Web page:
Chain

Of gold on Joseph's neck (Genesis 41:42). Was the badge of a judge, and a prime minister, in Egypt. Judges wore the image of Thmei, or truth, attached from their neck (compare Proverbs 1:9). Daniel was given by Belshazzar a chain of gold about his neck, a token of investiture as "the third ruler in the kingdom" of Babylon (Daniel 5:7; Daniel 5:29). Secondly, chares, besides the necklace, were used for ornament, hanging down to the waist (Ezekiel 16:11; Isaiah 3:19).

"Chains," hanetiphot, from naataph, to drop; pendants about the neck, dropping on the breast. Some had ornamental miniature lunettes attached (Isaiah 3:18), "round tires like the moon," such as the Midianites adorned their camels' necks with (Judges 8:21-26; compare Numbers 31:50); the chumarah or crescent is still worn in front of the headdress in western Asia; (Isaiah 3:20) "tablets" or scentbottles, lit. houses of the breath or soul, were often suspended by chains. "Tinkling ornaments," i.e. step chains attached to ankle rings, shortened the step so as to give a tripping (margin) gait (Isaiah 3:16; Isaiah 3:18).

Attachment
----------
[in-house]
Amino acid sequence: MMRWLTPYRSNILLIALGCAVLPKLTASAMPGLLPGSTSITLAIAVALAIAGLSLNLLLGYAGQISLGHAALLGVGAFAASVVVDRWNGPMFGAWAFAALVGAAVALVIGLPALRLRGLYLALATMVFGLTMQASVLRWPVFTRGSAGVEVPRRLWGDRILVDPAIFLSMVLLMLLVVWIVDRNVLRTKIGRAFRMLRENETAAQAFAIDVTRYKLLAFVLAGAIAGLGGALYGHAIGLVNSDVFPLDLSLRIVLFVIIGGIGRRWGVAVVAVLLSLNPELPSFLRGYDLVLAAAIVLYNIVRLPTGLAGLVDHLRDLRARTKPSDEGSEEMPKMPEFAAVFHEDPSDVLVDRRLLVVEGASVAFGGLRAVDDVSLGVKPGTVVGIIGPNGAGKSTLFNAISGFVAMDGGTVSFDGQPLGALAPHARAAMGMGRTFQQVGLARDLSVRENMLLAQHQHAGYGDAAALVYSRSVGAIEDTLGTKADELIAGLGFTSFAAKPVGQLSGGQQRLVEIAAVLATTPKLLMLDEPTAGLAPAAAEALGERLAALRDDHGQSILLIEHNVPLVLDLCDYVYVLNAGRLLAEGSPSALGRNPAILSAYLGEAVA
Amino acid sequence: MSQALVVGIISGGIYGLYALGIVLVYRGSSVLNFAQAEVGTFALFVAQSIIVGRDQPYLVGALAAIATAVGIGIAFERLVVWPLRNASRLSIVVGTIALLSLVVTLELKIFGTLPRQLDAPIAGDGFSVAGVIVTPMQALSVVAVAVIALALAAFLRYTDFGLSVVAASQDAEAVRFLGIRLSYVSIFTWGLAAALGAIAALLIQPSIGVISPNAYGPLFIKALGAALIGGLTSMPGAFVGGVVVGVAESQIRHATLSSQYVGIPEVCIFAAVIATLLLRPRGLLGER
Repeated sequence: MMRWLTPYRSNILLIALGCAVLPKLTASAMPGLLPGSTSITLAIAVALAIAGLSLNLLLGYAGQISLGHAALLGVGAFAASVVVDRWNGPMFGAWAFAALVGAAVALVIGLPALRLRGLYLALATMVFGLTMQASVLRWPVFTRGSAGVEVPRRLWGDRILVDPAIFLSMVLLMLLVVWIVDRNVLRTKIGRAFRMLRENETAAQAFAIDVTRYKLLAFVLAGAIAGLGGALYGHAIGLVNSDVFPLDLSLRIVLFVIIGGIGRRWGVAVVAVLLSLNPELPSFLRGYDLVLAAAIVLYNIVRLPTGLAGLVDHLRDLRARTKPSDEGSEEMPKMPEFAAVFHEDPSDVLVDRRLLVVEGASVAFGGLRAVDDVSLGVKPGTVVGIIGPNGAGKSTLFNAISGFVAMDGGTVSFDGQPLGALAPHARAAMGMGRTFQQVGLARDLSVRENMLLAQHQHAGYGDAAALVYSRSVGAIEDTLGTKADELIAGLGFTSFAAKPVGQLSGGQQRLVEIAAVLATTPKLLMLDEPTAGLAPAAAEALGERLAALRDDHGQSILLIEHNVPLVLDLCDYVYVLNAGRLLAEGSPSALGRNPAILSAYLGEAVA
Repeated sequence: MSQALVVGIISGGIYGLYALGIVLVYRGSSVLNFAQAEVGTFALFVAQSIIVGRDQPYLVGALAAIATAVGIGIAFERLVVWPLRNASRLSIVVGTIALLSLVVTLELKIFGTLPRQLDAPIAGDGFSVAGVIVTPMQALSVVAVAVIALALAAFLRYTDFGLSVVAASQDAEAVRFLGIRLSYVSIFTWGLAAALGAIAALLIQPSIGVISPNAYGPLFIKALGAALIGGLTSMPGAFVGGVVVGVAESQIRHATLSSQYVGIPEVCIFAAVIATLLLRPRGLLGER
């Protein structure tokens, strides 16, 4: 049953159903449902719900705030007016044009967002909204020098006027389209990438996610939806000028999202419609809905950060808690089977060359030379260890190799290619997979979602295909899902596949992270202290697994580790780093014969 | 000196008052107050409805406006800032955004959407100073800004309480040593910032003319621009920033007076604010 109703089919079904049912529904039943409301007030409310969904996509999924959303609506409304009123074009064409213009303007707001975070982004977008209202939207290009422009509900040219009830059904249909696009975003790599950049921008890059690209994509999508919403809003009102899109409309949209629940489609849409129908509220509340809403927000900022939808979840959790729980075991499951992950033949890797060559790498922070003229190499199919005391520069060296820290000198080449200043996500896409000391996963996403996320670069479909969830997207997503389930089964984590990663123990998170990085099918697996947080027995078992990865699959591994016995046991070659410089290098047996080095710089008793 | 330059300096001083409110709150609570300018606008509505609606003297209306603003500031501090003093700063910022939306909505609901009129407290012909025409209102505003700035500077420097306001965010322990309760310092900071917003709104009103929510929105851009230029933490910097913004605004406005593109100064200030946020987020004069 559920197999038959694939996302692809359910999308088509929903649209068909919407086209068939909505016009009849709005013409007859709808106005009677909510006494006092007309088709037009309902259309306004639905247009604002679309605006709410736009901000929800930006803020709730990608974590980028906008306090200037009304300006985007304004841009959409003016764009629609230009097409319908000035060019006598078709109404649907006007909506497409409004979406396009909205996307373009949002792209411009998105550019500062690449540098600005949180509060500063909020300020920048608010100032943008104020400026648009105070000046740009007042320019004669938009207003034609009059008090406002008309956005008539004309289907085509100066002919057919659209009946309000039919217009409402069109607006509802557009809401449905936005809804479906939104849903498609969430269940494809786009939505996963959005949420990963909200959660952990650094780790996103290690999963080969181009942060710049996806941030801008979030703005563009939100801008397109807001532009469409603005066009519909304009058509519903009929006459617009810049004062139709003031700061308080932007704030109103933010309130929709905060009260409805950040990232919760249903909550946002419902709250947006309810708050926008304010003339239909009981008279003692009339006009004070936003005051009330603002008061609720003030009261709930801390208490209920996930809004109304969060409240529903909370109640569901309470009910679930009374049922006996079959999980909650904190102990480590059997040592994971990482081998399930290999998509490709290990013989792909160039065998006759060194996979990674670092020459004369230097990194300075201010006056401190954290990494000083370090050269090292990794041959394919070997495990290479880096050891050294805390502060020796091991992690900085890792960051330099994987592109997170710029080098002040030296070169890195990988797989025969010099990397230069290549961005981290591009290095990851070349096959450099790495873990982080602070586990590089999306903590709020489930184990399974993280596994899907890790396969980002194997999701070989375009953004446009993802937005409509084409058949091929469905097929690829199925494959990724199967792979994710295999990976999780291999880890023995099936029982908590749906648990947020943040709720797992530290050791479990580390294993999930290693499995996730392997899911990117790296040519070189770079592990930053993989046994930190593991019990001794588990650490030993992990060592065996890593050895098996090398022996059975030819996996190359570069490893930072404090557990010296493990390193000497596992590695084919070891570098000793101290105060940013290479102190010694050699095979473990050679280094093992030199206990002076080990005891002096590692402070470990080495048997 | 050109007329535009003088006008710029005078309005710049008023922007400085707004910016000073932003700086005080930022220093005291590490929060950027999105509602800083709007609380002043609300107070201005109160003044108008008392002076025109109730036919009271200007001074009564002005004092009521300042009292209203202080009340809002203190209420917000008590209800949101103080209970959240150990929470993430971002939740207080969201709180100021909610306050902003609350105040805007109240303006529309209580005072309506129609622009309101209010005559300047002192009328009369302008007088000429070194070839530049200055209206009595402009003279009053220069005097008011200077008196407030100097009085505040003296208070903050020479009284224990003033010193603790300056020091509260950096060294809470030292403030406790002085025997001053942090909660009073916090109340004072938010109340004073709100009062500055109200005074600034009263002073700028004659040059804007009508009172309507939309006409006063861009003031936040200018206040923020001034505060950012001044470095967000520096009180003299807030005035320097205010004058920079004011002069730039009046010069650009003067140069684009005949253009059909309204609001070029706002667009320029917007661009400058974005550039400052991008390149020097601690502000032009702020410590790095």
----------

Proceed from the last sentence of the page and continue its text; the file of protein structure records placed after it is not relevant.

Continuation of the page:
Prisoners were chained to one or even two guards, by a chain from each hand, as Peter (Acts 12:6-7). Paul's right hand was chained to the soldier's left (Acts 28:20). Originally he was bound with two chains (Acts 21:33). Joseph's "feet they hurt with fetters, he was laid in (margin his soul, came into) iron," i.e. his soul suffered more pain than even the fetters caused to his body. As the Hebrew verb is feminine, and "the iron" masculine, the Prayer-Book version, "the iron entered into his soul," is wrong (Psalm 105:18).